The frequency and magnitude of non-additive responses to multiple nutrient enrichment


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1 Anthropogenic eutrophication is among the greatest threats to ecosystem functioning globally, often occurring via enrichment of both nitrogen (N) and phosphorus (P). As such, recent attention has focused on the implications of non-additive responses to dual nutrient enrichment and the inherent difficulty associated with predicting their combined effects.

2 We used a simple metric to quantify the frequency and magnitude of non-additive responses to enrichment by N, P and N + P in 653 experiments conducted across multiple ecosystem types and locations.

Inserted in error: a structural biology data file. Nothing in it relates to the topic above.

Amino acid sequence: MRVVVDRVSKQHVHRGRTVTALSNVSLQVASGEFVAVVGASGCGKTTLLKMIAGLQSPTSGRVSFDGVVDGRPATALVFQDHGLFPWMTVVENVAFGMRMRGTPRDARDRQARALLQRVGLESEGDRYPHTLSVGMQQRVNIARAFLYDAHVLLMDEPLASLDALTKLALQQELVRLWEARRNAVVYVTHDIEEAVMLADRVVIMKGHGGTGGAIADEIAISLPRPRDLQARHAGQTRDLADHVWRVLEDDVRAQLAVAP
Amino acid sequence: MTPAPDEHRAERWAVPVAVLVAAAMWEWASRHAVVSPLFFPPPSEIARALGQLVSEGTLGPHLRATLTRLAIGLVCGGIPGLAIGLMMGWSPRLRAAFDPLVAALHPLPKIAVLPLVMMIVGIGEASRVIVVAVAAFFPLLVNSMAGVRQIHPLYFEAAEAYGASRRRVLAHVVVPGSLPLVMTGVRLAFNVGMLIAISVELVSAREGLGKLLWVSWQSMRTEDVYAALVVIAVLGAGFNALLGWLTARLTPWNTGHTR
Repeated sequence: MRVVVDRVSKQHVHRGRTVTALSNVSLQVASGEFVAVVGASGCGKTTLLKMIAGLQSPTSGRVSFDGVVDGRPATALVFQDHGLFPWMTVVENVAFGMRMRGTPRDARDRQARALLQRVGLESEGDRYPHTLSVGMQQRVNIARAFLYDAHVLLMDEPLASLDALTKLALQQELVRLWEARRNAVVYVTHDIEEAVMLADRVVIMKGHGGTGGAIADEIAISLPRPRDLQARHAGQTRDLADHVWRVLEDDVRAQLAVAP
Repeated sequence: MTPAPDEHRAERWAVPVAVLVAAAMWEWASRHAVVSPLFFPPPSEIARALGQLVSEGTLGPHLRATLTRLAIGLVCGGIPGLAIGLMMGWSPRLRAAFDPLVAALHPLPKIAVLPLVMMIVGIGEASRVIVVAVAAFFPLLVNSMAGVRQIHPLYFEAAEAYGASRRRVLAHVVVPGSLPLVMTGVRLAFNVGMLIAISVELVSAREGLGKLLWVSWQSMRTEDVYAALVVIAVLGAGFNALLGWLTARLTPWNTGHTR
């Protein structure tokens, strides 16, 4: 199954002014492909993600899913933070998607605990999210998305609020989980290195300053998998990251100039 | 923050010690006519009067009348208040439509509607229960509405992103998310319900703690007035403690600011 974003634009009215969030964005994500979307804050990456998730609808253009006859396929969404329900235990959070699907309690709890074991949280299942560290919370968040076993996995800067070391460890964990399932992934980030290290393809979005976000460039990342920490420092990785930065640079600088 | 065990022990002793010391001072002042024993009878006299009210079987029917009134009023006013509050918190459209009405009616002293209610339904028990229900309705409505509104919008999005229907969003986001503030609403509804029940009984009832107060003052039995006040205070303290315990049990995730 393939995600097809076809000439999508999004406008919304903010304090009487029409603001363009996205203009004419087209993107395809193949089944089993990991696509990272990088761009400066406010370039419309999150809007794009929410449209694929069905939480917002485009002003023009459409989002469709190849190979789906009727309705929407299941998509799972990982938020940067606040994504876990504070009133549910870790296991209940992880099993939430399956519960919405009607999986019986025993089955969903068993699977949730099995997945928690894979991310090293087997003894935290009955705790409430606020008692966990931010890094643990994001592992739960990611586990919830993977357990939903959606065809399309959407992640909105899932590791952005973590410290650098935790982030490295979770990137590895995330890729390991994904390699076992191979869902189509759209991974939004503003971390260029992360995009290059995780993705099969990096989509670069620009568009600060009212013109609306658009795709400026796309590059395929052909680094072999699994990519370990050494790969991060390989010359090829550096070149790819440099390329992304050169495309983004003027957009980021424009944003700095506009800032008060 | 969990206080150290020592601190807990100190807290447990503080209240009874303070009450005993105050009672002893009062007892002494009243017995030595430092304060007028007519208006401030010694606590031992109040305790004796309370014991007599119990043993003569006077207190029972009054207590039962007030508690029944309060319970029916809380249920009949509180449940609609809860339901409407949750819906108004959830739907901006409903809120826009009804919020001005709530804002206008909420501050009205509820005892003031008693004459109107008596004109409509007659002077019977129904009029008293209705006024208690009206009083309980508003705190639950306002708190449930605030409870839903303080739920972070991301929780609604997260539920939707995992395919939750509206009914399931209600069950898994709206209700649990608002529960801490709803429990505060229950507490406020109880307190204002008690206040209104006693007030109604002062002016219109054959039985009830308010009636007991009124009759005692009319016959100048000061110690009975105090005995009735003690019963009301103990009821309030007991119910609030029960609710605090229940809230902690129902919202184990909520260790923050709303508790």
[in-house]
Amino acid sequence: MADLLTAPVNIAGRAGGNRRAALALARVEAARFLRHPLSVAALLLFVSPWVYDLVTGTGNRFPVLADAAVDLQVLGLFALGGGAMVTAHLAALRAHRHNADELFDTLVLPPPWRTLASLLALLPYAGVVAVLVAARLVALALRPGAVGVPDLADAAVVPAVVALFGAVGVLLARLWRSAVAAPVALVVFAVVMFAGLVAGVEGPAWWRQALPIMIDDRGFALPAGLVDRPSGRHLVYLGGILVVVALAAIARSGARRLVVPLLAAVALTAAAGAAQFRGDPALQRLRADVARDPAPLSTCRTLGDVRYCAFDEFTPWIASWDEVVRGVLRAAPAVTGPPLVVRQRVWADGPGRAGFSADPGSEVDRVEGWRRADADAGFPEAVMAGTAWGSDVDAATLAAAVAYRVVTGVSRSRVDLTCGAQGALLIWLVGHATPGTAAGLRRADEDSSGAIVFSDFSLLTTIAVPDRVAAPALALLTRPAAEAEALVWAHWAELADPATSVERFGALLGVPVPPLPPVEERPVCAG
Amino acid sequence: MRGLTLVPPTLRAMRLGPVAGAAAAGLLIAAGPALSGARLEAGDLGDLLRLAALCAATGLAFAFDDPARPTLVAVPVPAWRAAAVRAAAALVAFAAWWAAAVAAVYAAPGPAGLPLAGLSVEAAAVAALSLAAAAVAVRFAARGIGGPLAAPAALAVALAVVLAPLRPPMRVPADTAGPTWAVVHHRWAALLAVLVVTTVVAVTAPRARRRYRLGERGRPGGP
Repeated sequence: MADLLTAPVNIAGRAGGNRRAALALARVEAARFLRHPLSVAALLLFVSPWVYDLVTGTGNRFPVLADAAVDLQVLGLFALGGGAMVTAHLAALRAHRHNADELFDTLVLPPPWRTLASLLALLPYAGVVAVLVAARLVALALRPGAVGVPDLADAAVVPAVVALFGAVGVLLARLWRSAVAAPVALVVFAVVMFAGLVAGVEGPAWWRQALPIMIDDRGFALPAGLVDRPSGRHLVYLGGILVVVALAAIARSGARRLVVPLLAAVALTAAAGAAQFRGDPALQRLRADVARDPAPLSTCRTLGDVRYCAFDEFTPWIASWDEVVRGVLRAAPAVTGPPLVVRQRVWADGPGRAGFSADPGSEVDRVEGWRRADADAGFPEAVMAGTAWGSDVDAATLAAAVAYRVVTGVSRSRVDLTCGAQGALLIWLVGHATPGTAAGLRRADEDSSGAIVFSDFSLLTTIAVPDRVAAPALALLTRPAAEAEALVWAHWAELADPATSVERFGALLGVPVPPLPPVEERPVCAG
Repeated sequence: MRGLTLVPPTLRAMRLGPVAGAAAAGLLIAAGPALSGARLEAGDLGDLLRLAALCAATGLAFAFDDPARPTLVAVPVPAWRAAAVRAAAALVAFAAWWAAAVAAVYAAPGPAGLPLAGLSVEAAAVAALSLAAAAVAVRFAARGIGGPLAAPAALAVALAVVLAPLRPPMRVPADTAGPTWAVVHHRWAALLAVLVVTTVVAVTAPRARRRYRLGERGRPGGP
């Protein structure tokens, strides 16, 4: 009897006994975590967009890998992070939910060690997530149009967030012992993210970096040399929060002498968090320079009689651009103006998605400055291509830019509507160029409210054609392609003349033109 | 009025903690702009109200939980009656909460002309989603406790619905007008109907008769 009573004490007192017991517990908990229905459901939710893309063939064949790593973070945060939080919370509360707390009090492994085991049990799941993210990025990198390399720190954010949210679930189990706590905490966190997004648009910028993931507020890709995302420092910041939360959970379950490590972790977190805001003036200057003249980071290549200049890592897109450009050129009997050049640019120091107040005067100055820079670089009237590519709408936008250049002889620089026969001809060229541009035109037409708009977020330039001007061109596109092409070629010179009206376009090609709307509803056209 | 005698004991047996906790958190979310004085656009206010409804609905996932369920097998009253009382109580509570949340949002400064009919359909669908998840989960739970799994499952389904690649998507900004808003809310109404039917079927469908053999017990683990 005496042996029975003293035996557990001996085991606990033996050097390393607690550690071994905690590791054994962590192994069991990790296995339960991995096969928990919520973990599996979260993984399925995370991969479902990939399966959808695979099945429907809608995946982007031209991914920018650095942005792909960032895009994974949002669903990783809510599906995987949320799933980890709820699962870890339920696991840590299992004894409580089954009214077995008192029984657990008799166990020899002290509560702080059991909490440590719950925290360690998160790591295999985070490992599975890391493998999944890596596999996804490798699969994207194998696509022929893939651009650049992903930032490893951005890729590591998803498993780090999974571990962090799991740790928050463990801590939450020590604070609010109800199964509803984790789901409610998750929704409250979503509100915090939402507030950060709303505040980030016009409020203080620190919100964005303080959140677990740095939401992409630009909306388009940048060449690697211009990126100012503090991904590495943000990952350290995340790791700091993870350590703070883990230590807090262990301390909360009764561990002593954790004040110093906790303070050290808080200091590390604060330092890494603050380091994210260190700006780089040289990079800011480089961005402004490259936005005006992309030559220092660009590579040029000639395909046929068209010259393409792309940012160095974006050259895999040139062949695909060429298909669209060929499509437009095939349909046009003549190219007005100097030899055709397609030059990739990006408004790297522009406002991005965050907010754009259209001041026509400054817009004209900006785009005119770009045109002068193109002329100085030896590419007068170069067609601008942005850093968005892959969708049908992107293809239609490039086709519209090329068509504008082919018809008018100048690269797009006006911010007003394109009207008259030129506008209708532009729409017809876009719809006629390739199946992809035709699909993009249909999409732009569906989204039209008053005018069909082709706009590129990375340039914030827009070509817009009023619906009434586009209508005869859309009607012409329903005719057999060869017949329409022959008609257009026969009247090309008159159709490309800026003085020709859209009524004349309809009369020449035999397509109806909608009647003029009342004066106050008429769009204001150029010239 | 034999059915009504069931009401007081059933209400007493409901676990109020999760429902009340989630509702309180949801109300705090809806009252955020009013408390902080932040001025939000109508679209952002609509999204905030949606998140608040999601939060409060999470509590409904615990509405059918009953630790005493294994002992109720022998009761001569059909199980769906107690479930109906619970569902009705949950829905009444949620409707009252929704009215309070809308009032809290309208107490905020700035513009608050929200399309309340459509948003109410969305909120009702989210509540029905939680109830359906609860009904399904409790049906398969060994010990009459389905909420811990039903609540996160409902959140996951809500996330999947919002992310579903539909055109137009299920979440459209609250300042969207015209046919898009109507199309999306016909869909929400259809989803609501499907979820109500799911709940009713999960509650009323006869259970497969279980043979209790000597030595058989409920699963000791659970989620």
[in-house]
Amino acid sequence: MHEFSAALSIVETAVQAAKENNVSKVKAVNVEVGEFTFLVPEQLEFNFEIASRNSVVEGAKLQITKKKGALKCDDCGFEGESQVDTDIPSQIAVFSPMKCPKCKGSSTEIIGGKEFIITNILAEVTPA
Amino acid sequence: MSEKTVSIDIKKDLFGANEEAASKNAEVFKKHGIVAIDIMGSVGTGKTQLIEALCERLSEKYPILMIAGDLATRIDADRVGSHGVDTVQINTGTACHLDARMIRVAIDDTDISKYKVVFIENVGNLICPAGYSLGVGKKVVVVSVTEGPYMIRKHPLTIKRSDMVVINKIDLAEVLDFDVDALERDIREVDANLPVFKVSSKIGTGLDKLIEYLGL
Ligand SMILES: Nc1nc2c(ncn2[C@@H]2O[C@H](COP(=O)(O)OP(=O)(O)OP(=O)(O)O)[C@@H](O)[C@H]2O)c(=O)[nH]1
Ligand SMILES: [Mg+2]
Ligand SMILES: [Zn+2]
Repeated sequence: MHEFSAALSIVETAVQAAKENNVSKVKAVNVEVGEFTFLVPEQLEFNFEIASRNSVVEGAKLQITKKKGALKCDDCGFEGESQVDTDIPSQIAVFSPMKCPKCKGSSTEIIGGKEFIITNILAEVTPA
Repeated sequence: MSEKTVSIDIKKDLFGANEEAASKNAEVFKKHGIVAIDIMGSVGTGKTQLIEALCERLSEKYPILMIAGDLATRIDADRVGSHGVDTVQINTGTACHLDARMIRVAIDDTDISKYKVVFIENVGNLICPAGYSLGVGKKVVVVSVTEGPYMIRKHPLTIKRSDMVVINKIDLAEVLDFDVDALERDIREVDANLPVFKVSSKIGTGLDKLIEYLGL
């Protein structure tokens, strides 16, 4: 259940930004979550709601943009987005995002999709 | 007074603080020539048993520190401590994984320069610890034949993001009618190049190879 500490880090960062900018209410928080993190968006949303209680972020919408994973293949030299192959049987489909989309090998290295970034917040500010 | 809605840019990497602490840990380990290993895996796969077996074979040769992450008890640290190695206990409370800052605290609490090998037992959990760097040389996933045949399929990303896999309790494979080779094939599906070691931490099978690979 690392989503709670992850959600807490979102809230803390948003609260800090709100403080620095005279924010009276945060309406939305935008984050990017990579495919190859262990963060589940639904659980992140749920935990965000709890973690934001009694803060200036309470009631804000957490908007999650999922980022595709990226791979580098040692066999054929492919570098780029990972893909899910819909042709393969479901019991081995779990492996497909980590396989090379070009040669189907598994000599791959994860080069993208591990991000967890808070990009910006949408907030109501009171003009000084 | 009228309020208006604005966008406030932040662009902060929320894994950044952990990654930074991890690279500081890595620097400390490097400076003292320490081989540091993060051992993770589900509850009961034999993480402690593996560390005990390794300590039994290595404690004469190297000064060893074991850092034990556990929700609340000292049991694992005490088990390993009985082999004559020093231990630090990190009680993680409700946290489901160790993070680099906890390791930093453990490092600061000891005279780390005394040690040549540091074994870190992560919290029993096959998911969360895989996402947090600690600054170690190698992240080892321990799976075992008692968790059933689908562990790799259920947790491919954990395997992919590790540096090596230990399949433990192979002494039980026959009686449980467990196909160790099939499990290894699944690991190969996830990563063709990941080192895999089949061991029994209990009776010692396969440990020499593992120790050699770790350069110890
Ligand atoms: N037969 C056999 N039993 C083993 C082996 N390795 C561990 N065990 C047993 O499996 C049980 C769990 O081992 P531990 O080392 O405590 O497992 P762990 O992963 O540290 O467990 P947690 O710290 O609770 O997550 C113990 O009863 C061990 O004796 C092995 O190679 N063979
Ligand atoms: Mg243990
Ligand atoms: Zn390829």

3 Non-additive responses were found to be common in all systems. Freshwater ecosystems and temperate latitudes tended to have frequent synergistic responses to dual nutrient enrichment, i.e. the response was greater than predicted by an additive model. Terrestrial and arctic systems were dominated by antagonistic responses (responses to N + P that were less than additive).

4 The mean of all experiments was synergistic because despite being less common, synergistic responses were generally of greater magnitude than antagonistic ones.

5Synthesis and applications. Our study highlights the ubiquity of non-additive effects in response to dual nutrient enrichment and further elucidates the complex ways in which ecosystems respond to human impacts. Our results suggest how alternative nutrient limitation scenarios can be used to guide approaches to conservation and management of nutrient loading to ecosystems. This review provides the first published summary of non-additive responses by primary producers.